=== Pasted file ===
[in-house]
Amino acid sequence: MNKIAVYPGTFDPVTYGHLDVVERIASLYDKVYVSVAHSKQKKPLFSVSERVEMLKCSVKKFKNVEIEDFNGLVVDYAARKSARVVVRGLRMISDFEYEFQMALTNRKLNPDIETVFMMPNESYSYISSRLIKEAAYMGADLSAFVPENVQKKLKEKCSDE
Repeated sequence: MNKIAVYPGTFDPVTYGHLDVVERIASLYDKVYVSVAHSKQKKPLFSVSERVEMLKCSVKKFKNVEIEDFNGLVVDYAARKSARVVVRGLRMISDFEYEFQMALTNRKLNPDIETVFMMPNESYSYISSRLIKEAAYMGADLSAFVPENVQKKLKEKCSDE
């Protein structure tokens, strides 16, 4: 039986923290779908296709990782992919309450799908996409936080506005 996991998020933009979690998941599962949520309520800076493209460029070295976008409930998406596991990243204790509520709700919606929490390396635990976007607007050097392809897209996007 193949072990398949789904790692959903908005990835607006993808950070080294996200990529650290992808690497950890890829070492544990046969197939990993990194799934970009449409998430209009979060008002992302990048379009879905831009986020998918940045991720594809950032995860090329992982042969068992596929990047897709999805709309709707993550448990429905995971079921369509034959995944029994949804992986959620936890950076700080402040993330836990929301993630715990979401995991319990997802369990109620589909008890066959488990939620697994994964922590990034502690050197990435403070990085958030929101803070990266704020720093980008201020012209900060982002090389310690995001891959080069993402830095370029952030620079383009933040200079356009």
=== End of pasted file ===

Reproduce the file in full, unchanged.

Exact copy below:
[in-house]
Amino acid sequence: MNKIAVYPGTFDPVTYGHLDVVERIASLYDKVYVSVAHSKQKKPLFSVSERVEMLKCSVKKFKNVEIEDFNGLVVDYAARKSARVVVRGLRMISDFEYEFQMALTNRKLNPDIETVFMMPNESYSYISSRLIKEAAYMGADLSAFVPENVQKKLKEKCSDE
Repeated sequence: MNKIAVYPGTFDPVTYGHLDVVERIASLYDKVYVSVAHSKQKKPLFSVSERVEMLKCSVKKFKNVEIEDFNGLVVDYAARKSARVVVRGLRMISDFEYEFQMALTNRKLNPDIETVFMMPNESYSYISSRLIKEAAYMGADLSAFVPENVQKKLKEKCSDE
């Protein structure tokens, strides 16, 4: 039986923290779908296709990782992919309450799908996409936080506005 996991998020933009979690998941599962949520309520800076493209460029070295976008409930998406596991990243204790509520709700919606929490390396635990976007607007050097392809897209996007 193949072990398949789904790692959903908005990835607006993808950070080294996200990529650290992808690497950890890829070492544990046969197939990993990194799934970009449409998430209009979060008002992302990048379009879905831009986020998918940045991720594809950032995860090329992982042969068992596929990047897709999805709309709707993550448990429905995971079921369509034959995944029994949804992986959620936890950076700080402040993330836990929301993630715990979401995991319990997802369990109620589909008890066959488990939620697994994964922590990034502690050197990435403070990085958030929101803070990266704020720093980008201020012209900060982002090389310690995001891959080069993402830095370029952030620079383009933040200079356009």